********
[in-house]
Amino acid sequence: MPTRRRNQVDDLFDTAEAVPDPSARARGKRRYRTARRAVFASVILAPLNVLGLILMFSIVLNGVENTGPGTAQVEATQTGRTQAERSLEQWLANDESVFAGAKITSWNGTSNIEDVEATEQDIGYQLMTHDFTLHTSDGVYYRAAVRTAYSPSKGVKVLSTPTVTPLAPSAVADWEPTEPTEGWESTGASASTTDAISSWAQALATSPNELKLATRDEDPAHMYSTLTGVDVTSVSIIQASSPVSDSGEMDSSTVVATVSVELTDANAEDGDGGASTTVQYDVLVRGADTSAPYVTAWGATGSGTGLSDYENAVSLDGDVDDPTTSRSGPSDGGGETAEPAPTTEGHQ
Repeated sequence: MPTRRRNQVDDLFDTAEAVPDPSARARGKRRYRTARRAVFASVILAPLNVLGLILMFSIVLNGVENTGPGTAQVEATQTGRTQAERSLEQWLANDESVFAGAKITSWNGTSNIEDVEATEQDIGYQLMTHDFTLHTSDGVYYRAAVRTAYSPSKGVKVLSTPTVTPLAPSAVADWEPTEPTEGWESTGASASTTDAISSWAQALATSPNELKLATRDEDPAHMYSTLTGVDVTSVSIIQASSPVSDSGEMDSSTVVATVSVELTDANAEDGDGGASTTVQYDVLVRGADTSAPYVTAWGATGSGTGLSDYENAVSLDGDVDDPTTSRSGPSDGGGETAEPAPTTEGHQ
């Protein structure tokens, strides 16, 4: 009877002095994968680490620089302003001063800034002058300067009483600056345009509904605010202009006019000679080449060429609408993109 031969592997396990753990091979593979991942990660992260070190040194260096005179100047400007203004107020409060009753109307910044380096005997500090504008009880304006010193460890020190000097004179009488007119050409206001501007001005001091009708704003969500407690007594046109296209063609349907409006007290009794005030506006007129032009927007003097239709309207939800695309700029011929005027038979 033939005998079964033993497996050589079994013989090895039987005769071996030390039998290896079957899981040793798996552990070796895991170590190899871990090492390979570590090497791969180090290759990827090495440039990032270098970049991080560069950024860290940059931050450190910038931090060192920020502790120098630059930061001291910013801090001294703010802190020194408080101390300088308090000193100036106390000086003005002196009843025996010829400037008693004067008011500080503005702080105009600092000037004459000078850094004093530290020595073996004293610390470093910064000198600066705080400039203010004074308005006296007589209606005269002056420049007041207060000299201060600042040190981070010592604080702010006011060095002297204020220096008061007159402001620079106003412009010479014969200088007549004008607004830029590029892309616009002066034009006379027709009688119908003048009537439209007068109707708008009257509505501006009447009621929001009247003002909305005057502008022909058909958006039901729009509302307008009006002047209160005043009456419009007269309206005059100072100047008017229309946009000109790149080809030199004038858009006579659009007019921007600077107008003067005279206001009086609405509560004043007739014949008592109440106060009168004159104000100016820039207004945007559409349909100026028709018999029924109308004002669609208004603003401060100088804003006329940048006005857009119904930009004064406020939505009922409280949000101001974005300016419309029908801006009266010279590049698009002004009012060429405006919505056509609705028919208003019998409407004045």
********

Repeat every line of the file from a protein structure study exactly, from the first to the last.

[in-house]
Amino acid sequence: MPTRRRNQVDDLFDTAEAVPDPSARARGKRRYRTARRAVFASVILAPLNVLGLILMFSIVLNGVENTGPGTAQVEATQTGRTQAERSLEQWLANDESVFAGAKITSWNGTSNIEDVEATEQDIGYQLMTHDFTLHTSDGVYYRAAVRTAYSPSKGVKVLSTPTVTPLAPSAVADWEPTEPTEGWESTGASASTTDAISSWAQALATSPNELKLATRDEDPAHMYSTLTGVDVTSVSIIQASSPVSDSGEMDSSTVVATVSVELTDANAEDGDGGASTTVQYDVLVRGADTSAPYVTAWGATGSGTGLSDYENAVSLDGDVDDPTTSRSGPSDGGGETAEPAPTTEGHQ
Repeated sequence: MPTRRRNQVDDLFDTAEAVPDPSARARGKRRYRTARRAVFASVILAPLNVLGLILMFSIVLNGVENTGPGTAQVEATQTGRTQAERSLEQWLANDESVFAGAKITSWNGTSNIEDVEATEQDIGYQLMTHDFTLHTSDGVYYRAAVRTAYSPSKGVKVLSTPTVTPLAPSAVADWEPTEPTEGWESTGASASTTDAISSWAQALATSPNELKLATRDEDPAHMYSTLTGVDVTSVSIIQASSPVSDSGEMDSSTVVATVSVELTDANAEDGDGGASTTVQYDVLVRGADTSAPYVTAWGATGSGTGLSDYENAVSLDGDVDDPTTSRSGPSDGGGETAEPAPTTEGHQ
């Protein structure tokens, strides 16, 4: 009877002095994968680490620089302003001063800034002058300067009483600056345009509904605010202009006019000679080449060429609408993109 031969592997396990753990091979593979991942990660992260070190040194260096005179100047400007203004107020409060009753109307910044380096005997500090504008009880304006010193460890020190000097004179009488007119050409206001501007001005001091009708704003969500407690007594046109296209063609349907409006007290009794005030506006007129032009927007003097239709309207939800695309700029011929005027038979 033939005998079964033993497996050589079994013989090895039987005769071996030390039998290896079957899981040793798996552990070796895991170590190899871990090492390979570590090497791969180090290759990827090495440039990032270098970049991080560069950024860290940059931050450190910038931090060192920020502790120098630059930061001291910013801090001294703010802190020194408080101390300088308090000193100036106390000086003005002196009843025996010829400037008693004067008011500080503005702080105009600092000037004459000078850094004093530290020595073996004293610390470093910064000198600066705080400039203010004074308005006296007589209606005269002056420049007041207060000299201060600042040190981070010592604080702010006011060095002297204020220096008061007159402001620079106003412009010479014969200088007549004008607004830029590029892309616009002066034009006379027709009688119908003048009537439209007068109707708008009257509505501006009447009621929001009247003002909305005057502008022909058909958006039901729009509302307008009006002047209160005043009456419009007269309206005059100072100047008017229309946009000109790149080809030199004038858009006579659009007019921007600077107008003067005279206001009086609405509560004043007739014949008592109440106060009168004159104000100016820039207004945007559409349909100026028709018999029924109308004002669609208004603003401060100088804003006329940048006005857009119904930009004064406020939505009922409280949000101001974005300016419309029908801006009266010279590049698009002004009012060429405006919505056509609705028919208003019998409407004045």